Ceding role to the market fuels injustice
In effectively his last policy address, Chief Executive Donald Tsang Yam-kuen set aside a large amount of one-off money for measures to dampen rising social discontent. Using his favourite metaphor, he is dishing out cookies instead of candies now. He is entitled to do this, as a farewell gift.
However, his efforts are probably too little, too late. Following a neo-liberal philosophy of minimising the role of government that has proved disastrous elsewhere, the Tsang administration is on the whole moving away from its commitments not only in housing but across the board in education, health and transport. Sticking to this policy will lead Hong Kong towards more unrest.
It is no secret that many people want subsidised housing. Under the rent-to-buy scheme, a handful of lower-middle-class people may benefit, but only four years down the road, and the same is true of most of Tsang's other measures. In the meantime, property prices will remain well beyond the reach of most people, who will remain frustrated and angry.
The crux of the matter is the availability of affordable housing for the general public. It should not be about pleasing a small portion of the middle class with some preferential treatment to shut them up. The overall result will be more social instability, not less.
There is only one way to solve the problem, and that is treating housing as a necessity like education, health and transport. As such, it cannot be left to the market, and the government has to play a bigger and more decisive role. So far the government is not pursuing that proactive role.
The government wants to develop the education industry. Quality education is now a privilege of those who can afford it. It widens the knowledge divide and lowers the social mobility of the have-nots. Providing 2,500 more undergraduate places in 2012 may create more problems than it solves.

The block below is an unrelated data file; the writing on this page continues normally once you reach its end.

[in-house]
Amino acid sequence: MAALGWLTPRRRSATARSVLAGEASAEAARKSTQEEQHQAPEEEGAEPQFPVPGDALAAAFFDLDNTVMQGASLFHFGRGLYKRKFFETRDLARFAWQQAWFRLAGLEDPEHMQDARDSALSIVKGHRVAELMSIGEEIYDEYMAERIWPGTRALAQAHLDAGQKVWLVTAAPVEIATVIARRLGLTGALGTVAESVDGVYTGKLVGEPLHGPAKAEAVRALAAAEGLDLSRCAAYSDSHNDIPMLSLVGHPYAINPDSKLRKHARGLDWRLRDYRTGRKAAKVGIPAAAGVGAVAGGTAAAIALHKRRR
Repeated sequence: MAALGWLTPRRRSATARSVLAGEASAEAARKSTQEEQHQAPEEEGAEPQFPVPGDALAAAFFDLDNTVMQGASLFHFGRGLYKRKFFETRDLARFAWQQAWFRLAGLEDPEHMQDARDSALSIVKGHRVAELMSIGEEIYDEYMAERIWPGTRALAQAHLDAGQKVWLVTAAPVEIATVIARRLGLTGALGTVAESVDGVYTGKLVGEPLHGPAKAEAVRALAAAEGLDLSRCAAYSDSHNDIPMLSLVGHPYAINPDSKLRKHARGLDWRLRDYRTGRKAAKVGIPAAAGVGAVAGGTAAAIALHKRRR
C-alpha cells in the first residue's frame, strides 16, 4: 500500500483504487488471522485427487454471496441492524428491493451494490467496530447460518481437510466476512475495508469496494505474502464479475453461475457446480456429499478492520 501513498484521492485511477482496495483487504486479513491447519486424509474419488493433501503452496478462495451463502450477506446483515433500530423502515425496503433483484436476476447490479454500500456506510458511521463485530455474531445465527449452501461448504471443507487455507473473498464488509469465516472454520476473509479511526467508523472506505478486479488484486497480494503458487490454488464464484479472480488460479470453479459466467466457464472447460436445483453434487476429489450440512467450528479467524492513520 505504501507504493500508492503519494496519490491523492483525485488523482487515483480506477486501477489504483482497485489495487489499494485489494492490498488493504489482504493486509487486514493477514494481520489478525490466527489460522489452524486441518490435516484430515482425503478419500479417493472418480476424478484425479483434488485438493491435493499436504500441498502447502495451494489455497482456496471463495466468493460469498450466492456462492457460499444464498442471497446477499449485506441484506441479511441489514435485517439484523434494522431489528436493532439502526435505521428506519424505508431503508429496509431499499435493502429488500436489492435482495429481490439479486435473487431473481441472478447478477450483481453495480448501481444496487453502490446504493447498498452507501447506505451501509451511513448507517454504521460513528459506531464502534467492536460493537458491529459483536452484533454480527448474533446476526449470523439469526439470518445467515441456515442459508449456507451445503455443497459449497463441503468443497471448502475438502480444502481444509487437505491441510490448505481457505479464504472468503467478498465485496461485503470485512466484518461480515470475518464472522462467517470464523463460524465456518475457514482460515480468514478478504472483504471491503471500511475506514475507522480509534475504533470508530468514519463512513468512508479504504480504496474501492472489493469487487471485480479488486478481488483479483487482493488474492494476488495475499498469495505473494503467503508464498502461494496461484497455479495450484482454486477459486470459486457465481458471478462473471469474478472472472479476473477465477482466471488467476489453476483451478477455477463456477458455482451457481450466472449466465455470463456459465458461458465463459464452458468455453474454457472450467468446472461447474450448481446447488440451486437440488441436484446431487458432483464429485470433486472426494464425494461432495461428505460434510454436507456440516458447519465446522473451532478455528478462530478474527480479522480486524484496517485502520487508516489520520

In health services, the government plans to sell the idea of the failed American-style medical insurance instead of improving on the much more cost-effective British public health system, which it inherited. In the end, quality medical care will only be available to the rich, and private hospitals, clinics and doctors will get richer while the sick and poor are left to rot.
Every mode of transport is now privatised and getting more expensive by the day. Poor people living in dormitory towns such as Tin Shui Wai, Ma On Shan and Tung Chung, where job opportunities are scarce, have little incentive to work for a pittance while a sizeable portion of their income has to be spent on commuting and eating out. Subsidies can only solve part of the problem, especially during a time when transport companies are lining up for fare rises.
Hong Kong has been going too far towards marketisation, and the result is social injustice everywhere, feeding ever rising discontent. We have to face this fundamental issue head-on but, at the moment, this administration is clearly paralysed.
Lau Nai-keung is a member of the Basic Law Committee of the NPC Standing Committee, and also a member of the Commission on Strategic Development